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So, I made the mistake of asking a random guy for a spot and letting him do a lift off for me. While I've never had any issues with this technique before, this guy clearly had no idea how to liftoff. He pulled it super high and I lost tightness, then he dropped it over my belly instead of my chest, then the bar just dropped and my shoulder made a popping sound and that was it for this workout. This is clearly my fault because I let someone spot me without establishing safety rules.

Now that I'm out with a strained shoulder, I am wondering what is a safety checklist if you're asking for a spot?

  • What exercise did he spot you on? - Edit, rereading it was the first part of a bench-press. – Gunge Jan 26 '17 at 13:31
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I've never had this problem, but I definitely recognize that it IS a problem.

I think the best solution is for you to ask someone who is clearly more experienced. It might seem shallow of me to say, but I find it's very easy to figure out who is who in that regard.

If you DO end up having to ask someone who might be inexperienced, I think you do in fact need to instruct them. Now, since our bench setup routine might be different, you might have to make your own, but here are some points I'd have on mine, should I need a checklist.

  1. When giving a handout, slide it off the pegs, and leave it over my chest. Hold until I give the OK.

  2. Do NOT touch the bar, unless I'm actually failing the rep. That is, if the bar stops completely, or starts going back down.

  3. On a failed rep, don't take over. Give me just enough help to get the bar moving upwards again. I can still do it if given the momentum.

  4. Re-rack after a failed/spotted rep, but don't rerack until I've completed the rep, and straightened/locked out.

Might seem weird to give someone all this info when I'm the one asking for help, but like I mentioned earlier, I'd rather just ask someone who has clearly been doing this for at least as long as I have. They know.

  • This guy has been there since before I joined this gym, so I assumed he knew what he was doing (Another lesson learned). This is very similar to what I was going to answer my own question with. – Yousend Jan 26 '17 at 12:49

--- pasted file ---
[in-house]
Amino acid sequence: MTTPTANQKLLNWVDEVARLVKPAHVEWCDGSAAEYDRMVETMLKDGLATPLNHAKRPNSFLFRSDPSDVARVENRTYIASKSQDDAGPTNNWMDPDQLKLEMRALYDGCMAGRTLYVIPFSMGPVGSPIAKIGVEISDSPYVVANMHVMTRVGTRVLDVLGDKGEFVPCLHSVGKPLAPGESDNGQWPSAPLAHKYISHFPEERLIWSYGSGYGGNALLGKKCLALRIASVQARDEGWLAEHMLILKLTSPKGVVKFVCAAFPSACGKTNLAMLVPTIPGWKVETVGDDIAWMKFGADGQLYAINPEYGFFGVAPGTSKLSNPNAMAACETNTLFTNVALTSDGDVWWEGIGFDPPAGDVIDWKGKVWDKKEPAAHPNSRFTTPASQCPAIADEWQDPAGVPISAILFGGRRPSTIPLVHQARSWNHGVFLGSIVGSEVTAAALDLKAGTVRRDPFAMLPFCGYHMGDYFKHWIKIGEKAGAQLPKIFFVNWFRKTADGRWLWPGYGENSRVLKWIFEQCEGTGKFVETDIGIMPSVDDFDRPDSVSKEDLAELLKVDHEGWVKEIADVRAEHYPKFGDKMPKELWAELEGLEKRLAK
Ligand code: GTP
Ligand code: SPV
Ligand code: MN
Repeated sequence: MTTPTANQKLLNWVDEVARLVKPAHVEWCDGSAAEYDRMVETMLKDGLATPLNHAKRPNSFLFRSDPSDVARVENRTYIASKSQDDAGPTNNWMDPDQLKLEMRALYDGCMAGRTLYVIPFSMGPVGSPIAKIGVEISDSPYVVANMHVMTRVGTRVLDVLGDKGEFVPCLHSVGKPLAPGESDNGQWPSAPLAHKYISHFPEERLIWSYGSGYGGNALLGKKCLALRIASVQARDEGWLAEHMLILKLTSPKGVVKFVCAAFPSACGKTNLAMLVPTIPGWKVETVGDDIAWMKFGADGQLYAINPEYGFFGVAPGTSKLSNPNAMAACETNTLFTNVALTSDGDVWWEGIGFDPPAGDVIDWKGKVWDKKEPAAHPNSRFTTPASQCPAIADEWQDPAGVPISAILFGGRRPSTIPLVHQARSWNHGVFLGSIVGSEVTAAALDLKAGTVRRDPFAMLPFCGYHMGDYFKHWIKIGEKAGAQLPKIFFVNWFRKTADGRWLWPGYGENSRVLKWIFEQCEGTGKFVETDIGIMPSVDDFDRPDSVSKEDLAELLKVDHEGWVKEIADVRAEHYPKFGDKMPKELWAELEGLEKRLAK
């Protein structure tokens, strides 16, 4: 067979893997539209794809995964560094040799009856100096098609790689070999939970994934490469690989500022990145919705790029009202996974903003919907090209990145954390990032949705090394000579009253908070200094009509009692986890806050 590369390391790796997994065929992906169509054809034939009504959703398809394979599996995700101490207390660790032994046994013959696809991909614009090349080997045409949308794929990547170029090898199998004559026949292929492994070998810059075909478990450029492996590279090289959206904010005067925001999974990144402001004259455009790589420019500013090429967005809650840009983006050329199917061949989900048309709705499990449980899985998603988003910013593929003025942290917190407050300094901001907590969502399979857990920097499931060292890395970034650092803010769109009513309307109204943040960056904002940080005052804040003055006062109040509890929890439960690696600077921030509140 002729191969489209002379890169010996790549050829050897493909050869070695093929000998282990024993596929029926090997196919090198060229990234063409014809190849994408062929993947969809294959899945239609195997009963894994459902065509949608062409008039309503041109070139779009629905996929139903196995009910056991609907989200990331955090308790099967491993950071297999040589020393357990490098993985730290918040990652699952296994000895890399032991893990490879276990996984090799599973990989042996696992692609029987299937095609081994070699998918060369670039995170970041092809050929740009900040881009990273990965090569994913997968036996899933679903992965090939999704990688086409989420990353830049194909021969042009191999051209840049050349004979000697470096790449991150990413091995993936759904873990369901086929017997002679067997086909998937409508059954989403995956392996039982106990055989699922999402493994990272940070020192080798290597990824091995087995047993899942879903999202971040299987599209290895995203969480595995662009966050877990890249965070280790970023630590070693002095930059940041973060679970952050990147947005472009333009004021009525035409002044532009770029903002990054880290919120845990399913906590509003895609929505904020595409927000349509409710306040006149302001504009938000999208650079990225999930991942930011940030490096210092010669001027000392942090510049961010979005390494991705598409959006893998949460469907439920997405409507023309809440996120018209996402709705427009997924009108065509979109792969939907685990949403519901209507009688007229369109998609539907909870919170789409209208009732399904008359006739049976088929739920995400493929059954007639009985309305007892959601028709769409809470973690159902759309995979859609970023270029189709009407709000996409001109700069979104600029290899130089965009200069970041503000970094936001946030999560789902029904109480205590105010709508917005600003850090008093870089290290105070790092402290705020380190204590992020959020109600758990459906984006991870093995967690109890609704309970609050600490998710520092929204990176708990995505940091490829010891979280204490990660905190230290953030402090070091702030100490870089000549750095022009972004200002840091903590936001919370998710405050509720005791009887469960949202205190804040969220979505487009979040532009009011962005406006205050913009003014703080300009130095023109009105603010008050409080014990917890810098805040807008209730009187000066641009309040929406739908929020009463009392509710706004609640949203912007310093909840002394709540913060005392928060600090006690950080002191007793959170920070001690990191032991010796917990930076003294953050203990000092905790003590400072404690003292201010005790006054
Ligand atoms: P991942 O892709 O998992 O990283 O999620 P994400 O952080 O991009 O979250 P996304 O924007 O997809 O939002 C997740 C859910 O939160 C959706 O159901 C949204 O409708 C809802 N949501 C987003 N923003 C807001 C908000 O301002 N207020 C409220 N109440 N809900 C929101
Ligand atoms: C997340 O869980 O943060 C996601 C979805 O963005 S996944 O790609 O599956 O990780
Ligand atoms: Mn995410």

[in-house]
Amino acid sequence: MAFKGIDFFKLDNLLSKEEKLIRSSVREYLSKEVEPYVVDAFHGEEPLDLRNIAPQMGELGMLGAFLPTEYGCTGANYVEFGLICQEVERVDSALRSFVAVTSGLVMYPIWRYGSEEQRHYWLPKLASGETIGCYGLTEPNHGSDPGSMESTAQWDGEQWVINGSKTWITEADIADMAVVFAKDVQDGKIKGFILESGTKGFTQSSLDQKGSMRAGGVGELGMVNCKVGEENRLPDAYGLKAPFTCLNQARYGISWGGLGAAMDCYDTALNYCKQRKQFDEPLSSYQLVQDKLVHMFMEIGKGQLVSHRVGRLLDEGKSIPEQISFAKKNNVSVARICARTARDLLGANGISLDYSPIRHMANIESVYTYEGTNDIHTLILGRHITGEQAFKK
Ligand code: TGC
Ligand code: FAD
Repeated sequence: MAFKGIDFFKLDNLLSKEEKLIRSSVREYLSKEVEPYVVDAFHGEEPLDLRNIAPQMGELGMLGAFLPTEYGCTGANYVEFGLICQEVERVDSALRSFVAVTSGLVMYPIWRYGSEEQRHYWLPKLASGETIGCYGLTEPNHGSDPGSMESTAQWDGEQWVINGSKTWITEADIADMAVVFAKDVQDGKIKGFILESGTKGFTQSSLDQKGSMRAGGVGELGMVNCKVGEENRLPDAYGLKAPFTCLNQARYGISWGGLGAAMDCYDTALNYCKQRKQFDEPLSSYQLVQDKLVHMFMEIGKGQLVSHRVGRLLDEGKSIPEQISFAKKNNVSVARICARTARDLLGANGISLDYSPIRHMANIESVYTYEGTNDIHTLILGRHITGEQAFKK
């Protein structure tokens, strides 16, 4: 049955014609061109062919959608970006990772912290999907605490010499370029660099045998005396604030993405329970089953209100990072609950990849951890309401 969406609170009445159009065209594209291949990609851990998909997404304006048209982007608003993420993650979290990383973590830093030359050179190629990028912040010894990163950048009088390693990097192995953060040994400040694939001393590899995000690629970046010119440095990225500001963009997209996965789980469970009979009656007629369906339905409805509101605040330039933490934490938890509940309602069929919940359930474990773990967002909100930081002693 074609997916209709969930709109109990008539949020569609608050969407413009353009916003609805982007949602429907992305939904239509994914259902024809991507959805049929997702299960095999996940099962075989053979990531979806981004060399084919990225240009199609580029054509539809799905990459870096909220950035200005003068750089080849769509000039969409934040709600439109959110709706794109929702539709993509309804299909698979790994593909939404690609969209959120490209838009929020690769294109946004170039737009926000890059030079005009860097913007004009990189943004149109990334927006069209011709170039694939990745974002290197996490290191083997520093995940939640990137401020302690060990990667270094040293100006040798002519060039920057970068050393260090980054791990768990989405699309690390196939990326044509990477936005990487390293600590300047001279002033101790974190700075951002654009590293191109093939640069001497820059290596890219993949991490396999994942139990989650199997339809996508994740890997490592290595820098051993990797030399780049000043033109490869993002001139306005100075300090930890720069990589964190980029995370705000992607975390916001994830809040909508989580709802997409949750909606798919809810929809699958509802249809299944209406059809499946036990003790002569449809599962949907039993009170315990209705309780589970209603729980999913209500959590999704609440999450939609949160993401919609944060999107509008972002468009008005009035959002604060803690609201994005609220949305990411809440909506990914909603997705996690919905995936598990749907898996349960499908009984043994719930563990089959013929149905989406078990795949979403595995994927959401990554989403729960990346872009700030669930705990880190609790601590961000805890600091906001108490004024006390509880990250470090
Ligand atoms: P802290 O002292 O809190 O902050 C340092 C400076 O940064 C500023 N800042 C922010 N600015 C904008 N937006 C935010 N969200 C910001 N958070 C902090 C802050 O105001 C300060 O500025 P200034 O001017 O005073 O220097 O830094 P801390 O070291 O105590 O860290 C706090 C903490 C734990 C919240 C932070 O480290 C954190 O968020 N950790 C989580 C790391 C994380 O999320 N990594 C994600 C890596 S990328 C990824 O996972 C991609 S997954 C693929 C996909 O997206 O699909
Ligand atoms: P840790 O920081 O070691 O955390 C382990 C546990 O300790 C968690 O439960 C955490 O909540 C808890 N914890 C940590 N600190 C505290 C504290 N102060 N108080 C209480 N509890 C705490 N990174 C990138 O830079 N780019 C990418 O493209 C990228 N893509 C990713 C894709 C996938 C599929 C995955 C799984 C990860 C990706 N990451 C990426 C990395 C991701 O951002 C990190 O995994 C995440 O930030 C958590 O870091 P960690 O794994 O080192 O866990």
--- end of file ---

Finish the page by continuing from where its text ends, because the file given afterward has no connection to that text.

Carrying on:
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    Minor point of contention: I often pause during the push at maximal loads but can 'grind' the rep out slowly. I usually only will take over as the spotter if asked to or if the bar starts descending back down towards their chest. – Gunge Jan 26 '17 at 13:35
  • @JJosaur - I don't see how that's a point of contention. I clearly stated that my list might be different from anyone else's. – Alec Jan 26 '17 at 13:49
  • @akadian I've been a gym-goer for nearly 20 years, 99% training solo. I've never truly spotted someone in that time. As you say now, don't assume. – Chris H Jan 26 '17 at 16:25
  • @ChrisH I figured that barely assisting lift-off and letting the lifter bring it to position (while holding the bar) and not releasing until the lifter is ready was common sense. I guess some people lack common sense, but then again I'm the one who's at fault for trusting people with my life too easily. – Yousend Jan 27 '17 at 19:33
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Unfortunately, you've discovered one of the risks of training alone. And, while Alec's answer may be a start, asking someone who “looks” experienced is no guarantee that you will reduce the risk of injury. For example, let's assume you ask an “experienced” person to spot you. They won't be familiar with your training and what you expect from a spot. Even explaining it to them leaves it open to interpretation. And, then there's the matter of timing. If your spotter's timing does not coincide with what you expect, your chance for injury may rise.

A better approach would be to train with a partner who knows what you expect. While this is still not a perfect solution, having a partner that understands your goals and what you expect from each lift should reduce the risk of injury.

If a partner is not available, there's one more solution that could lower your injury risk. Assuming a bench press lift, I would try using a smith machine since it has inherent spotting capabilities built into the design. And, while the Smith Machine has some disadvantages, one advantage is the ability to perform a lift without a spotter.

  • I figured it was always safer, this is a lesson I've learned the hard way. It's a weight I killed 2 weeks ago, but had to miss a week at the gym so I figured I'd ask for a spot. My gym buddy can only go during peak hours, which means I have to wait 20-30minutes for a rack if I'm lucky so I decided to go earlier since I can. Once I'm back, I might just suffer through the peak hours as I learned just how much safer it is. – Yousend Jan 26 '17 at 15:46
  • Please, for your sake, and that of those who love you, do not use a Smith machine to bench press. If you fail while benching in a Smith machine , then you cannot tilt the (un-clipped... right?) bar to dump the weight and save yourself. – Christian Conti-Vock Jan 26 '17 at 15:49

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